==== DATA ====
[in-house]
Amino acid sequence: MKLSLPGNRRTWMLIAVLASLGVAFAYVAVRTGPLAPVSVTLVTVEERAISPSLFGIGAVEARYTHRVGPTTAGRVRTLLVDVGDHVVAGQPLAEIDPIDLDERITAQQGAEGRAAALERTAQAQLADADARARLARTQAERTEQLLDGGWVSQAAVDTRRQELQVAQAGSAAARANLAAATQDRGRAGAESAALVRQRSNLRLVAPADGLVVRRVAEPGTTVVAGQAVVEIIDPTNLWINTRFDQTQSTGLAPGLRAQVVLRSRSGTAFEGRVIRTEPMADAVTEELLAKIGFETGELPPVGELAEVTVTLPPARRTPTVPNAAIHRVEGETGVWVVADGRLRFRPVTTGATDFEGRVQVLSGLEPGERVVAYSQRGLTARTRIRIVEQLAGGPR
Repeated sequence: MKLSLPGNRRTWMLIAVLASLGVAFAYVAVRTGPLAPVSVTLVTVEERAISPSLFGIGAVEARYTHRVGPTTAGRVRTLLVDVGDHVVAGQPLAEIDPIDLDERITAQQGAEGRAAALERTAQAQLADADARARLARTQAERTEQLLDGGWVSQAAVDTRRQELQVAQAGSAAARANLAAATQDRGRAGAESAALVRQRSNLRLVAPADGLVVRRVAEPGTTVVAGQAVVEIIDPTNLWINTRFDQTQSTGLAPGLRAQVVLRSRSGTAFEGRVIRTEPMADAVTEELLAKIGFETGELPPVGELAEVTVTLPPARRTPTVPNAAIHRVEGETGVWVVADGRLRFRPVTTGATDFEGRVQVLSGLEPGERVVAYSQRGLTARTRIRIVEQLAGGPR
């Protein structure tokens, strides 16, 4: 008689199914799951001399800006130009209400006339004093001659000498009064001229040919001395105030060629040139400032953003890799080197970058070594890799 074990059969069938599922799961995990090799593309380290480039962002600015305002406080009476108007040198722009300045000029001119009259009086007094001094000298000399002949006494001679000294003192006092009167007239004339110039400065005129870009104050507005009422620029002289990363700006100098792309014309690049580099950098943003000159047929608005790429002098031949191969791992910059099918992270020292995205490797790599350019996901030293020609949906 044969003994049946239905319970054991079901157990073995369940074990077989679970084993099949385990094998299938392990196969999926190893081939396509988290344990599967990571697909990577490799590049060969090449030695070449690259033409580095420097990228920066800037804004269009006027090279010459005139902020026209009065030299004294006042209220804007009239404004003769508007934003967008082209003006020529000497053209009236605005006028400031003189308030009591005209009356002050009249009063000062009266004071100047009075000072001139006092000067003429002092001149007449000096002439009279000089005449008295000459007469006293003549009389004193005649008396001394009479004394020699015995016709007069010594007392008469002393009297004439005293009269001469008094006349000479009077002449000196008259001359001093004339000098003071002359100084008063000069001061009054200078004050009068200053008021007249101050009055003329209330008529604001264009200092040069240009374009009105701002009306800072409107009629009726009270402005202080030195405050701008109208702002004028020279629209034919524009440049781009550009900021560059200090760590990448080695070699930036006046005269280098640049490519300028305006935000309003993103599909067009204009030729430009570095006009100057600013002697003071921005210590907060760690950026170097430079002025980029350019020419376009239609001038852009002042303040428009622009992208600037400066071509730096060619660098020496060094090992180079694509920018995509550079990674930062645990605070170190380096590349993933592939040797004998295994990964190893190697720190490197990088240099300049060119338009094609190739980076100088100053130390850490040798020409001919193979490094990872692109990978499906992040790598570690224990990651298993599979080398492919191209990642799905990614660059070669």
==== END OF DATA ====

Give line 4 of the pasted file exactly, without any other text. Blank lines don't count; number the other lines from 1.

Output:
């Protein structure tokens, strides 16, 4: 008689199914799951001399800006130009209400006339004093001659000498009064001229040919001395105030060629040139400032953003890799080197970058070594890799 074990059969069938599922799961995990090799593309380290480039962002600015305002406080009476108007040198722009300045000029001119009259009086007094001094000298000399002949006494001679000294003192006092009167007239004339110039400065005129870009104050507005009422620029002289990363700006100098792309014309690049580099950098943003000159047929608005790429002098031949191969791992910059099918992270020292995205490797790599350019996901030293020609949906 044969003994049946239905319970054991079901157990073995369940074990077989679970084993099949385990094998299938392990196969999926190893081939396509988290344990599967990571697909990577490799590049060969090449030695070449690259033409580095420097990228920066800037804004269009006027090279010459005139902020026209009065030299004294006042209220804007009239404004003769508007934003967008082209003006020529000497053209009236605005006028400031003189308030009591005209009356002050009249009063000062009266004071100047009075000072001139006092000067003429002092001149007449000096002439009279000089005449008295000459007469006293003549009389004193005649008396001394009479004394020699015995016709007069010594007392008469002393009297004439005293009269001469008094006349000479009077002449000196008259001359001093004339000098003071002359100084008063000069001061009054200078004050009068200053008021007249101050009055003329209330008529604001264009200092040069240009374009009105701002009306800072409107009629009726009270402005202080030195405050701008109208702002004028020279629209034919524009440049781009550009900021560059200090760590990448080695070699930036006046005269280098640049490519300028305006935000309003993103599909067009204009030729430009570095006009100057600013002697003071921005210590907060760690950026170097430079002025980029350019020419376009239609001038852009002042303040428009622009992208600037400066071509730096060619660098020496060094090992180079694509920018995509550079990674930062645990605070170190380096590349993933592939040797004998295994990964190893190697720190490197990088240099300049060119338009094609190739980076100088100053130390850490040798020409001919193979490094990872692109990978499906992040790598570690224990990651298993599979080398492919191209990642799905990614660059070669």